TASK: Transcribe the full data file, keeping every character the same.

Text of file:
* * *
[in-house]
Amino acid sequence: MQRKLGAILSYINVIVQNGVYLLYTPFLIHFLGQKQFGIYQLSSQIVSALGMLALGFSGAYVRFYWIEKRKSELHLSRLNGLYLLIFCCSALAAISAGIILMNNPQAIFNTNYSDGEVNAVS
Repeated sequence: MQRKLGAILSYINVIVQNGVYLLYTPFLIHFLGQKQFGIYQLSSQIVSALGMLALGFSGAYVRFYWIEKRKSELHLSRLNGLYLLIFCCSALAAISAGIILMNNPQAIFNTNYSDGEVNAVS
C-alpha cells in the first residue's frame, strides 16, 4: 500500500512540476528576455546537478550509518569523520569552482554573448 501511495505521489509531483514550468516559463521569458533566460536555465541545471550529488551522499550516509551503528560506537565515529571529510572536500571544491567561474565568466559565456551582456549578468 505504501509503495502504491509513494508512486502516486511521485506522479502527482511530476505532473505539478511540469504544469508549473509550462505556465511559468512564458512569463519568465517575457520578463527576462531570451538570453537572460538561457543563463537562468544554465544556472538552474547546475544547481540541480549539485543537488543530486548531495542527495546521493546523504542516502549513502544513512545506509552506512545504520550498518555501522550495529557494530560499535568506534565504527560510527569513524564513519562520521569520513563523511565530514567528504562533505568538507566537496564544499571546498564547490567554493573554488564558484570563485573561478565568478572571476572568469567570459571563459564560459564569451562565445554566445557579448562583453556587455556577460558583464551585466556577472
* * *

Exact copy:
[in-house]
Amino acid sequence: MQRKLGAILSYINVIVQNGVYLLYTPFLIHFLGQKQFGIYQLSSQIVSALGMLALGFSGAYVRFYWIEKRKSELHLSRLNGLYLLIFCCSALAAISAGIILMNNPQAIFNTNYSDGEVNAVS
Repeated sequence: MQRKLGAILSYINVIVQNGVYLLYTPFLIHFLGQKQFGIYQLSSQIVSALGMLALGFSGAYVRFYWIEKRKSELHLSRLNGLYLLIFCCSALAAISAGIILMNNPQAIFNTNYSDGEVNAVS
C-alpha cells in the first residue's frame, strides 16, 4: 500500500512540476528576455546537478550509518569523520569552482554573448 501511495505521489509531483514550468516559463521569458533566460536555465541545471550529488551522499550516509551503528560506537565515529571529510572536500571544491567561474565568466559565456551582456549578468 505504501509503495502504491509513494508512486502516486511521485506522479502527482511530476505532473505539478511540469504544469508549473509550462505556465511559468512564458512569463519568465517575457520578463527576462531570451538570453537572460538561457543563463537562468544554465544556472538552474547546475544547481540541480549539485543537488543530486548531495542527495546521493546523504542516502549513502544513512545506509552506512545504520550498518555501522550495529557494530560499535568506534565504527560510527569513524564513519562520521569520513563523511565530514567528504562533505568538507566537496564544499571546498564547490567554493573554488564558484570563485573561478565568478572571476572568469567570459571563459564560459564569451562565445554566445557579448562583453556587455556577460558583464551585466556577472